“This last year has taught me that we have to redefine success,” says Terri Burke, executive director of the Texas branch of the ACLU. “Our biggest success of the last 18 months is that people are paying attention.” And they’re paying attention to a plethora of issues that, here in Houston, includes criminal justice reform, racial equality, LGBTQ equality, and reproductive freedom. The group has been particularly focused on protecting the rights of the city’s immigrant population, providing legal services and other help. “Because of our diversity, concerns about inhumane treatment of immigrants is writ larger in Houston,” Burke says. “If they feel threatened, the city is threatened."
What began in 1969 as a group of Muslim UH students gathering to pray together has grown into the largest Islamic society in North America. This organization, which oversees mosques around the city, serves Houston’s 60,000-strong Muslim community while building bridges to non-Muslims, something that’s especially important in our increasingly politically charged climate. “As part of our faith, we are required to be a benefit to all of God’s creations,” president M.J. Khan says. After Harvey hit, ISGH mosques transformed into 24-hour evacuation centers, and the society raised $1.3 million for at-large relief efforts. “Many times,” Khan says, “God gives us challenges which can also be used as an opportunity.”
Advocates started the center as a mental-health organization with a single therapist and a few thousand bucks back in 1978—a time when, explains chief development officer Kent Loftin, “our communities were considered mental illnesses.” It’s now the fifth-largest LGBTQ community center in the nation, serving 100,000 Houstonians each year. The nonprofit offers a clinic, a domestic-abuse shelter, and a host of other programs, from yoga, to free hot lunches for seniors, to housing and job training for homeless LGBTQ teens (for which none other than Lady Gaga provided the furnished apartments). Next up: an LGBTQ-friendly Midtown-area complex for the elderly, There’s No Place Like Home, slated to open in 2020.
If you ask what this nonprofit does, be prepared for a laundry list of an answer. Serving more than 500,000 people a year, the organization provides Head Start, day care, and after-school programming, as well as senior-citizen care, disaster relief, and job-training and tax-preparation services for low-income Houstonians of all ages. It accomplishes all this via its eight community centers and 11 “workforce solutions” offices—BakerRipley works with the state to help Houstonians find and keep jobs. “We exist to keep Houston a region of opportunity for all,” says Jeff Kramer, vice president of fund development.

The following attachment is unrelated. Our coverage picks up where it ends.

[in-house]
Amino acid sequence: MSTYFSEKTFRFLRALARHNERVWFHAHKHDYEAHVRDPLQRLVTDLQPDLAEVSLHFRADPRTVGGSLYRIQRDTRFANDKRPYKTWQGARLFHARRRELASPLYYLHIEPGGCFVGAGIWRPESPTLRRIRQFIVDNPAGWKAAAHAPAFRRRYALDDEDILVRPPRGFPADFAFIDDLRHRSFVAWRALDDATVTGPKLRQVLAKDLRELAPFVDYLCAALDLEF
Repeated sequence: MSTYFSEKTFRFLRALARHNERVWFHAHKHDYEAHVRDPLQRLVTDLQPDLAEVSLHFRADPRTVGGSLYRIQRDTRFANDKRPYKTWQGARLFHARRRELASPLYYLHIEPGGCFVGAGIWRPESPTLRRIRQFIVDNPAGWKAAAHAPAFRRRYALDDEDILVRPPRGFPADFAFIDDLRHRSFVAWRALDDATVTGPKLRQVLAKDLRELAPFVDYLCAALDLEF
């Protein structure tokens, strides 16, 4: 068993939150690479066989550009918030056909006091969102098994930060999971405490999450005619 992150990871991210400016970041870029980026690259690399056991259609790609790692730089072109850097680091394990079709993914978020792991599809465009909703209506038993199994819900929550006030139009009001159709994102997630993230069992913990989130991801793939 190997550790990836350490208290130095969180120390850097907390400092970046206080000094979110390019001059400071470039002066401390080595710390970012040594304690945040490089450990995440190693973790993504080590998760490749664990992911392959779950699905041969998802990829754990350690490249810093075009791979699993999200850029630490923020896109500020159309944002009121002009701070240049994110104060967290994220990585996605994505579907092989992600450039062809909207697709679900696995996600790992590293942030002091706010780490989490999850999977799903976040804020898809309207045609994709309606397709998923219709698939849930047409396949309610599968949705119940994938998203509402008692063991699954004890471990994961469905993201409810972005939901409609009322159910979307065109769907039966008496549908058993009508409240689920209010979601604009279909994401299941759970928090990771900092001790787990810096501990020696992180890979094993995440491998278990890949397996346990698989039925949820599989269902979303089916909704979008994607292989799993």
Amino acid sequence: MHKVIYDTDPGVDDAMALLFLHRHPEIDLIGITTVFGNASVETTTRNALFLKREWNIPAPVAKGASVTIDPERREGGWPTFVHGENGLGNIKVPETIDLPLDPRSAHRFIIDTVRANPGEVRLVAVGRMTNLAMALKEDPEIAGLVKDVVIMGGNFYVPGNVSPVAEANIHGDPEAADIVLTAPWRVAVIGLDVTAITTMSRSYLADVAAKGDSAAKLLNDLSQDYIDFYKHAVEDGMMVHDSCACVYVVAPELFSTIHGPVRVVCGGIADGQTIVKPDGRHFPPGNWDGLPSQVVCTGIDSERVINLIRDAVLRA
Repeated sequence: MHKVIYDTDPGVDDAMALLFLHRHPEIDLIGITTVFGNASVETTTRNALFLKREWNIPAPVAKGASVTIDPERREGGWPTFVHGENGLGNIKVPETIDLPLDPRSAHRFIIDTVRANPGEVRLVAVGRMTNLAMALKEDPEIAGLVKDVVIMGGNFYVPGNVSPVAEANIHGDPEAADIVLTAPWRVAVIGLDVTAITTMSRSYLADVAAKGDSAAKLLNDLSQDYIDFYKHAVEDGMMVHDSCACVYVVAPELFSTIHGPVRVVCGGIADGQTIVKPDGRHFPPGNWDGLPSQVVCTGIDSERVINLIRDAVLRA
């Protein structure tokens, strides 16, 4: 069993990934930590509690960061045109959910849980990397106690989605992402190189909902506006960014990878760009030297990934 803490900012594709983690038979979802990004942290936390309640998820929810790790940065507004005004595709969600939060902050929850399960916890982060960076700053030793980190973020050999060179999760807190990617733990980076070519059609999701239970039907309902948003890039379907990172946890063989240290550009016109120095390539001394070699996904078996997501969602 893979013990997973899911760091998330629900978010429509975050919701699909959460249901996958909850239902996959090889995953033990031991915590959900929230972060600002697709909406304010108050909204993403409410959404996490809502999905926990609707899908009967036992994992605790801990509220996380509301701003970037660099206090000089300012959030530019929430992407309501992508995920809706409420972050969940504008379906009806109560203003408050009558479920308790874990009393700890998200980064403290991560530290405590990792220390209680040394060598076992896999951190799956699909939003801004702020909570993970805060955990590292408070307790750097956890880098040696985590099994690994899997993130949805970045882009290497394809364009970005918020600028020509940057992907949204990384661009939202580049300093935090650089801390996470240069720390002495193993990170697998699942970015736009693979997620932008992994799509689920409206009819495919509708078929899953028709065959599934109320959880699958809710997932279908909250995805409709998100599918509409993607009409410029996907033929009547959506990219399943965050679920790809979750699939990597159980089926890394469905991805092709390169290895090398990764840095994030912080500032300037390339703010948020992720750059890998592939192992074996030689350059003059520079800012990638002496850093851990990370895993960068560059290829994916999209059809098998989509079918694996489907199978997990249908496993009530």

“There have been constant restrictions and attacks on access to reproductive health care and real sexual education,” spokeswoman Rochelle Tafolla says. “Here in Houston and Harris County, so many people lack access to high-quality, affordable health care. Planned Parenthood is here to open up those doors in the community.” Operating throughout southeast Texas and Louisiana, PPGC has six health centers in the Houston area that offer wellness visits, cancer and STD screenings, sexual and reproductive health care, and birth control options for both women and men, while prioritizing advocacy and sex-ed. “There is an unfortunate history where some people in our communities are never taught about sexuality,” Tafolla says. “Even though they want to have those conversations, they don’t have the language to do so.”
Just because Houstonians can’t see Galveston Bay from downtown doesn’t mean it’s not vitally important to the city. “Galveston Bay is our lifeblood around Houston—we are all connected to it,” says GBF president Bob Stokes. “We all drain to it.” It’s the foundation’s mission to remind people of this truth through advocacy, conservation, education, and research programs, all aimed at promoting water quality and bay health, preserving this vital resource, and increasing public access to it. “We all have some impact on Galveston Bay whether we recognize it on a daily basis or not,” he says.
JFS was founded in 1913 to assist Houston’s Jewish community, but it has since expanded its mission to include everyone in southwest Houston. The organization provides counseling as well as specialized aid to those grappling with sustained, pervasive mental health issues. “That focus on mental well-being makes a lot of sense when you think about it,” says CEO Linda Burger. “Whether coming out of pogroms or fleeing the Holocaust, Jewish people have arrived on these shores with issues, so we’re good at handling these things.” The group also provides care for the elderly and disabled, helps people find jobs, and visits the sick. “We’re a support,” Burger says. “We’re the safety net against this crazy world.”